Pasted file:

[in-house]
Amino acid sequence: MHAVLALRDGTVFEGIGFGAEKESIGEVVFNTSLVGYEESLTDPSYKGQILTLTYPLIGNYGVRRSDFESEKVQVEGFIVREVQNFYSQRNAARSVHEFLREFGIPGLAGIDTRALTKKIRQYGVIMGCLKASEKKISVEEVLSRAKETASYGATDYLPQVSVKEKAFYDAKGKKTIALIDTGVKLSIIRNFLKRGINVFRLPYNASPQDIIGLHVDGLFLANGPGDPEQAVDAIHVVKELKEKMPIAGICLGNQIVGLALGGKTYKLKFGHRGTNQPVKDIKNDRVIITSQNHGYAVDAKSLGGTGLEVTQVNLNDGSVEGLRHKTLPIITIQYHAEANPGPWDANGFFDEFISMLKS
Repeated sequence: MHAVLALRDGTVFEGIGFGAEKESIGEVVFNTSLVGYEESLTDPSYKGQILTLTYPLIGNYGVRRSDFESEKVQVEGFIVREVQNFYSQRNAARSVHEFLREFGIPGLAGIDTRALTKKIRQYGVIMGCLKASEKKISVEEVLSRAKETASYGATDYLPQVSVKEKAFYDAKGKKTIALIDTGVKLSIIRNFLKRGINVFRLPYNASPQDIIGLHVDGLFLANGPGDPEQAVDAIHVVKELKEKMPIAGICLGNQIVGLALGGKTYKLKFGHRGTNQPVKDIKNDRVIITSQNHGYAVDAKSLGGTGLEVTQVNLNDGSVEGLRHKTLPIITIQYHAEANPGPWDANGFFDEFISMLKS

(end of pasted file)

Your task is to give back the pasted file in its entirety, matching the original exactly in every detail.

[in-house]
Amino acid sequence: MHAVLALRDGTVFEGIGFGAEKESIGEVVFNTSLVGYEESLTDPSYKGQILTLTYPLIGNYGVRRSDFESEKVQVEGFIVREVQNFYSQRNAARSVHEFLREFGIPGLAGIDTRALTKKIRQYGVIMGCLKASEKKISVEEVLSRAKETASYGATDYLPQVSVKEKAFYDAKGKKTIALIDTGVKLSIIRNFLKRGINVFRLPYNASPQDIIGLHVDGLFLANGPGDPEQAVDAIHVVKELKEKMPIAGICLGNQIVGLALGGKTYKLKFGHRGTNQPVKDIKNDRVIITSQNHGYAVDAKSLGGTGLEVTQVNLNDGSVEGLRHKTLPIITIQYHAEANPGPWDANGFFDEFISMLKS
Repeated sequence: MHAVLALRDGTVFEGIGFGAEKESIGEVVFNTSLVGYEESLTDPSYKGQILTLTYPLIGNYGVRRSDFESEKVQVEGFIVREVQNFYSQRNAARSVHEFLREFGIPGLAGIDTRALTKKIRQYGVIMGCLKASEKKISVEEVLSRAKETASYGATDYLPQVSVKEKAFYDAKGKKTIALIDTGVKLSIIRNFLKRGINVFRLPYNASPQDIIGLHVDGLFLANGPGDPEQAVDAIHVVKELKEKMPIAGICLGNQIVGLALGGKTYKLKFGHRGTNQPVKDIKNDRVIITSQNHGYAVDAKSLGGTGLEVTQVNLNDGSVEGLRHKTLPIITIQYHAEANPGPWDANGFFDEFISMLKS